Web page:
Background: Results from the recent Scleroderma Lung Study (SLS) show that oral cyclophosphamide (CYC) is better than placebo in preventing the progression of scleroderma-related interstitial lung disease (SSc-ILD) at 12 mo but is associated with adverse events. Also, the long-term balance of risk and benefit remains unclear.
Methods: The authors evaluate the risk-benefit tradeoffs using a Markov decision analytic model to project the quality-adjusted life years (QALYs) for strategies of CYC versus no CYC in SSc-ILD. The base case examined a 50-y-old woman with SSc of 1.5 y, SSc-ILD with moderate ventilatory restriction. The authors analyze the decision to treat with 1 y of daily CYC versus no SSc-ILD-specific therapy. Based on 2-y data from the SLS, the authors assume CYC resulted in no survival benefit and only a transient beneficial impact on pulmonary function. They explore the impact of changes in model parameters through sensitivity analyses, including the efficacy of CYC in preventing progression of lung disease and SSc-ILD- related death. Results. In the base-case analysis, CYC-treated patients fared worse, with a small loss of 0.21 QALYs (16.84 v. 17.15). CYC remained inferior across sensitivity analyses for most variables. In analyses assuming a survival benefit with CYC, CYC resulted in a clinically significant gain (18.17 v. 17.15 QALYs).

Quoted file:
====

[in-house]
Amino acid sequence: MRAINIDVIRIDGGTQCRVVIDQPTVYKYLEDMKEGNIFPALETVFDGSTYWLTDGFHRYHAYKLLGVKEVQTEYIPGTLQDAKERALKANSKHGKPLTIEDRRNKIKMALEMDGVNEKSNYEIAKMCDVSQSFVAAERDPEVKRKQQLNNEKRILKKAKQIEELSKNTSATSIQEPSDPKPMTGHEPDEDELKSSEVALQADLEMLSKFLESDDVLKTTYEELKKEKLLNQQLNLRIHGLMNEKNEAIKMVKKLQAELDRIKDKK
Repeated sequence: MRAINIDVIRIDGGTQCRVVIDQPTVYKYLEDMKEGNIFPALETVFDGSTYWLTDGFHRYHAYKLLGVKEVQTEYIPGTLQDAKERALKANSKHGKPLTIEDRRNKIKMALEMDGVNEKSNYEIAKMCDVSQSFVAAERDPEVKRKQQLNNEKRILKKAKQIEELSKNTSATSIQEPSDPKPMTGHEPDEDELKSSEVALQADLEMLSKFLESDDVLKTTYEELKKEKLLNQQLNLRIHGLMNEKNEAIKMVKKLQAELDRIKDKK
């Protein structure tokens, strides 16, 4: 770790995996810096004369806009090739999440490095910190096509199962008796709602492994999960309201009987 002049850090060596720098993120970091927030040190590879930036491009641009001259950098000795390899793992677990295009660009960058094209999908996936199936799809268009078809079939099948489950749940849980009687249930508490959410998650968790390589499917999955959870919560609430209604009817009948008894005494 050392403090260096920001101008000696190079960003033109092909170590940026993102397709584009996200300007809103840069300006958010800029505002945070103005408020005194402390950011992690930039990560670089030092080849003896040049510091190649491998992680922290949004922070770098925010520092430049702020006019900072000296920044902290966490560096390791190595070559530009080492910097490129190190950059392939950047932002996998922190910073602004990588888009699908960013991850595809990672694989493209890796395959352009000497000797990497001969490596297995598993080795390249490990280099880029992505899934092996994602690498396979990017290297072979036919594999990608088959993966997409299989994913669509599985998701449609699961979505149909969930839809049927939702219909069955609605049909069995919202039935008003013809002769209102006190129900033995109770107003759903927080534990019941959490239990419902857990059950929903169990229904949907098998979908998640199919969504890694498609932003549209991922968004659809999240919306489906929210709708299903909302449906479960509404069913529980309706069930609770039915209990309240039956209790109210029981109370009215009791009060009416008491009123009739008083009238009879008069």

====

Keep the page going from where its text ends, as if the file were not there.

Conclusions: CYC therapy for 1 y results in a small loss in QALYs compared with no CYC for SSc-ILD. The lack of a beneficial impact on survival and the transience of CYC's impact on decline in pulmonary function drive this conclusion.